Old XP computers are slowing down because their memory is being outgrown


There are still a lot of old computers out there running Windows XP.  Many of them are slowing down and their owners are not happy with the poor performance.  Programs take too long to load and are slow to run.  The computer takes forever to boot up.

This poor performance is usually due to not enough memory.  What was adequate memory when the PC was purchased is no longer adequate memory for the demands of present day computing.  Over time the computer owner has added programs and the programs themselves have grown larger.   Now the memory gets filled and performance tanks.  The computer’s RAM memory has been outgrown.

When windows has adequate memory to hold all the programs it runs well.  When windows runs low on memory it must manage its memory and this REALLY slows down the PC.

The best fix is to add more physical RAM memory.  Some performance can be recovered by removing programs from being loaded at startup.  A new PC with adequate resources also works.

Technical discussion

Windows XP debuted in October 2001.  Back then memory was expensive so skimping on memory was a cost saving measure used by manufacturers to keep PC prices low.  Many early and low end PCs had 128, 256, 384 or 512 MB of RAM installed.  The Microsoft system requirements for XP Home are “At least 64 megabytes (MB) of RAM (128 MB is recommended).”  Wow, this is really inadequate.

Back in the day these computers ran OK because the programs they ran weren’t so big and the amount of memory was adequate to run windows, a browser and a few more programs.

Over the years the size and number of programs have increased.  Windows itself has grown with service packs and updates.  Browsers have increased in size with new features like Flash, tool bars, add ins and browser helper objects.  Now we need antivirus programs and their malware signature database grows daily.  Printers add programs and updaters.  iTunes adds QuickTime, updaters and more.  Programs grow in size as new features are added.  New programs are added to the computer.  All these programs use memory when they are run.  Some of these programs install components that run at startup and add to the memory use burden.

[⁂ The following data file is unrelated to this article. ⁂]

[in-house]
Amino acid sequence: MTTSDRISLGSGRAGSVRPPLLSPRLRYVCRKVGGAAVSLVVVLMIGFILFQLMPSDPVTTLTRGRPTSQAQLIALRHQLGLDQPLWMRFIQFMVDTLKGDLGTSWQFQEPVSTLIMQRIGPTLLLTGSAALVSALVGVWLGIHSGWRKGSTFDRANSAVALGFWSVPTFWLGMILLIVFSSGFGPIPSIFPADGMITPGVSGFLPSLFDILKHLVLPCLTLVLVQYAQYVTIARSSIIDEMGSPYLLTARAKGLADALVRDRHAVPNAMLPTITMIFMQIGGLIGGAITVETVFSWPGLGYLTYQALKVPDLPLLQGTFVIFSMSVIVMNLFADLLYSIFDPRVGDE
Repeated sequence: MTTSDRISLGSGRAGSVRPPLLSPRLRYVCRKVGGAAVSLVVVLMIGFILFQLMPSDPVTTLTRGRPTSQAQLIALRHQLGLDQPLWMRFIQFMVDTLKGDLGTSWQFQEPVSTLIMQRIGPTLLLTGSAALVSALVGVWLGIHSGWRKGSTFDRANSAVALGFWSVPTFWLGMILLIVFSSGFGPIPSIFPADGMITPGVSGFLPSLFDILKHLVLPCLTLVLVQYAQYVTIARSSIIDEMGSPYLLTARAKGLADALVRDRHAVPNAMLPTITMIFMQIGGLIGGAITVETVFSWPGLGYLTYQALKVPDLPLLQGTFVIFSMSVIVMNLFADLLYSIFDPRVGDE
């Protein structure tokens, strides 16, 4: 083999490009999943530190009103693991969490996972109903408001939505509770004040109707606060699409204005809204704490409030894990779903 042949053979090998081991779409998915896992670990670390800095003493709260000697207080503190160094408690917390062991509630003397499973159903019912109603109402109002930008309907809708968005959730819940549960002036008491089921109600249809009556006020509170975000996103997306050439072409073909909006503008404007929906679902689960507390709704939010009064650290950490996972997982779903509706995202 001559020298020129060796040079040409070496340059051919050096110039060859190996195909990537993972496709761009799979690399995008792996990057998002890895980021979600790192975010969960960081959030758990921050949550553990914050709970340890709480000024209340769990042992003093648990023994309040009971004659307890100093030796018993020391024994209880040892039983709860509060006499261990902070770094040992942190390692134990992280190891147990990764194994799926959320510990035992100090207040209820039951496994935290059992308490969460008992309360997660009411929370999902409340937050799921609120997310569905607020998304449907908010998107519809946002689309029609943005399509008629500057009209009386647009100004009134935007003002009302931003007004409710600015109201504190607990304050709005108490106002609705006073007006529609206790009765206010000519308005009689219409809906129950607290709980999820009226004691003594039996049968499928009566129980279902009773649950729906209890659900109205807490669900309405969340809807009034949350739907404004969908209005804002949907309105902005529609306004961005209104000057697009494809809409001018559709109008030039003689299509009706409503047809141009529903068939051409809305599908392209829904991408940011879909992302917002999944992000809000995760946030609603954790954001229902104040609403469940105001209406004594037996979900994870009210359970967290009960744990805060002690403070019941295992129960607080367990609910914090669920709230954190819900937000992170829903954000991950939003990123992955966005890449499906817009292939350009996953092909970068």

For example, when the PC was purchased it ran the programs of the day well.  Imagine the PC had 512 MB of RAM memory and the programs of the day – windows, Internet Explorer and a few other programs – only took up say 50% of that memory.  Now imagine that same PC with the same 512 MB of RAM memory.  Now it is asked to run more programs and the programs have grown in size – windows, IE, Firefox, antivirus, printer programs, iTunes, audio and video programs, Flash, Adobe Acrobat, CD and DVD utilities and other programs.  Now the memory gets say 90% filled.

All these new and larger programs outgrow the computer’s memory.  Now the PC’s memory is no longer adequate, and gets filled up.  When windows runs low on memory it must actively manage its memory and this kills performance.  To make room for new programs in memory, windows must remove from memory programs that were not recently used and write them to disk.  This memory management operation of writing old data to disk (to pagefile.sys) is called paging and is a “slow” operation.   This makes the computer slow.  Excessive memory management, writing and reading memory to and from the hard drive, is also called “thrashing.”  The symptoms of paging are slow performance and excessive hard disk activity (hard disk light flashing).

A simple way to check how much memory Windows XP has and is in use is by using the Windows Task Manager.  (Start the Task Manager by pressing <Ctrl><Alt><Del> and select Task Manager or press <Ctrl><Shift><Esc>)  Select the Performance tab and view the Physical Memory data:  Total, Available, System Cache.  If the Available and Cache numbers are low, like less than 20% of Total, this PC is lacking adequate RAM memory.

Windows Task Manager
This PC has inadequate memory to function well. This PC has only 256 MB of RAM. Note the Available memory is low and cpu use is high.